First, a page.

by Grishnakh (2831) on Monday September 18, @06:15PM (#569830)

        I'm pretty sure I just read something about Kaspersky outing a series of FBI backboors in a series of Microsoft products. If that's the case, it sounds like Kaspersky's a lot more concerned about actual security than the US government.

        Wrong. Kaspersky has no interest in hiding US FBI backdoors, true, but they will hide Russian-government-sponsored backdoors. Correspondingly, US-made software will have no interest in hiding Russian-related backdoors, but absolutely will hide US-government-sponsored backdoors.

        The solution is simple: don't use Windows. You don't have to worry much about backdoors in Linux since it's an international and largely non-profit effort. Just stay away from Red Hat; Debian and its descendants are your best bet, or perhaps others like Arch, Gentoo, etc.

  • (Score: 2) by cubancigar11 on Thursday September 14, @10:37AM (3 children)

    by cubancigar11 (330) on Thursday September 14, @10:37AM (#567723) Homepage Journal

    Some time ago Kaspersky announced that it will release a free version of its anti-virus for rest of the world. I want to know if they followed up on that promise, because I couldn't find any free version from outside of USA.

    • (Score: 1) by anubi on Thursday September 14, @11:42AM (2 children)

      by anubi (2828) Subscriber Badge on Thursday September 14, @11:42AM (#567740)

      Anyone used the Kaspersky rescue disk? [kaspersky.com]

      ( Hat tip to an anonymous coward [soylentnews.org]. I really appreciated you posting your links. )

      --
      "Prove all things; hold fast that which is good." [KJV: I Thessalonians 5:21]
      • (Score: 5, Informative) by nobu_the_bard on Thursday September 14, @01:08PM (1 child)

        by nobu_the_bard (6373) on Thursday September 14, @01:08PM (#567765)

        I have used the Rescue Disk in the past. Its okay but its showing its age. It doesn't work on some newer stuff.

        Kaspersky's TDSSkiller has been a lifesaver but overall antivirus products are not as relevant as they used to be.

        If a system gets owned hard enough, its way too hard to fix it sometimes - better to restore from backups and patch the vulnerability they used or just rebuild from scratch with patches applied.

        • (Score: 1) by anubi on Friday September 15, @05:00AM

          by anubi (2828) Subscriber Badge on Friday September 15, @05:00AM (#568289)

          Thanks for the reply.

          Second that on TDSSkiller. As for myself, I now make a new disk image backup with Clonezilla whenever I do a significant change in the OS, otherwise I do simple incremental backups for my specific user directory. I started doing that when I saw these "cryptolocker" type proggies going around. The external USB drives are so inexpensive these days that I buy a new drive to make the latest disk image onto, just so that if my latest backup is also corrupted, I have the ones before that were likely made before the malware got ingested.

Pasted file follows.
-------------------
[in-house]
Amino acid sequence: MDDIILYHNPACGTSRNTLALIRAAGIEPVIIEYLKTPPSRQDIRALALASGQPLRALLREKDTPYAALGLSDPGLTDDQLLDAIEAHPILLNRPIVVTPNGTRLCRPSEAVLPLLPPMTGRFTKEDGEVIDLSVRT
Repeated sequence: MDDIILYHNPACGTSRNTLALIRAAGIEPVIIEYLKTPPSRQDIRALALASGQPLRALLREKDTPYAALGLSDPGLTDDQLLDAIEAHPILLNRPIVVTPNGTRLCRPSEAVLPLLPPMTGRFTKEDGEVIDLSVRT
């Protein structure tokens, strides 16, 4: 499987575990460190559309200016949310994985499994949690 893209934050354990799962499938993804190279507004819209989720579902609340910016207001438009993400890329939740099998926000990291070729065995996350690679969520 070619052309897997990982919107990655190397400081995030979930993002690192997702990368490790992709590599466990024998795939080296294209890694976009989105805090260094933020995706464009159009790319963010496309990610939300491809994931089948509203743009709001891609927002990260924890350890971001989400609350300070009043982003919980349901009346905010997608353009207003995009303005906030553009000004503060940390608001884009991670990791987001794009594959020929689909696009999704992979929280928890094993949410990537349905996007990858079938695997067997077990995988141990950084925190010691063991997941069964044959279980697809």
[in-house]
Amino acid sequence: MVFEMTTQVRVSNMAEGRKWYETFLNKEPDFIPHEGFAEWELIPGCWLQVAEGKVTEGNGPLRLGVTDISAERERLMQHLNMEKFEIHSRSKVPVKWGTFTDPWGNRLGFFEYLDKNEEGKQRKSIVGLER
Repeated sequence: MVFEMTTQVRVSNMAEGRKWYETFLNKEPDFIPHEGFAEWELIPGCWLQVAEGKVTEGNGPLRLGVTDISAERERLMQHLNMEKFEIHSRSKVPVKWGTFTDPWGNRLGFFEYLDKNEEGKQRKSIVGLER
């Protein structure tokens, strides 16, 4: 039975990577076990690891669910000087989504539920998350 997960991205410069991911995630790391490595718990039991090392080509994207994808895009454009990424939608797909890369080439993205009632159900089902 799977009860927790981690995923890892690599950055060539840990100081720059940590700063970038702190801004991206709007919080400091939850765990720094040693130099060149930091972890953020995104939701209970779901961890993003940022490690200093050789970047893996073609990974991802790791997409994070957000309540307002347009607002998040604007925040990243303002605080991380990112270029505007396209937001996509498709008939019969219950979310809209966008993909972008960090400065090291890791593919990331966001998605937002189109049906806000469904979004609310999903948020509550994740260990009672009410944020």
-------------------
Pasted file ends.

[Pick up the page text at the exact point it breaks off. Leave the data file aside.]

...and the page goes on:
--
          "Prove all things; hold fast that which is good." [KJV: I Thessalonians 5:21]
  • (Score: 3, Funny) by turgid on Thursday September 14, @11:03AM

    by turgid (4318) on Thursday September 14, @11:03AM (#567730) Journal

    That nice Mr Putin would like to offer free security software of finest Russian quality to all good citizens, businesses and institutions of formerly enemy countries as a gesture of goodwill and reconciliation. Rest assured that nice Mr Putin will be looking out for your safety and security 24 hours a day, every day from his secure nuclear bunker under the Kremlin. He encourages you to remove the duct tape from your webcams.

    --
    Don't let Righty keep you down.
  • (Score: 4, Insightful) by pTamok on Thursday September 14, @12:21PM (6 children)

    by pTamok (3042) on Thursday September 14, @12:21PM (#567751)

    Presumably, Russian anti-malware software will be diligent in recognising non-Russian malware; and USA-ian software will be diligent in seeking out non-USA-ian malware; so the solution would be to run both (probably in series, not in parallel) to give maximum protection. For the truly suspicious, use some other countries' software as well, and maybe run ClamAV [wikipedia.org], as it is open-source.

    • (Score: 0) by Anonymous Coward on Thursday September 14, @12:46PM (3 children)

      by Anonymous Coward on Thursday September 14, @12:46PM (#567759)

      According to the wiki they are owned by cisco

      • (Score: 2, Interesting) by pTamok on Thursday September 14, @02:18PM (2 children)

        by pTamok (3042) on Thursday September 14, @02:18PM (#567803)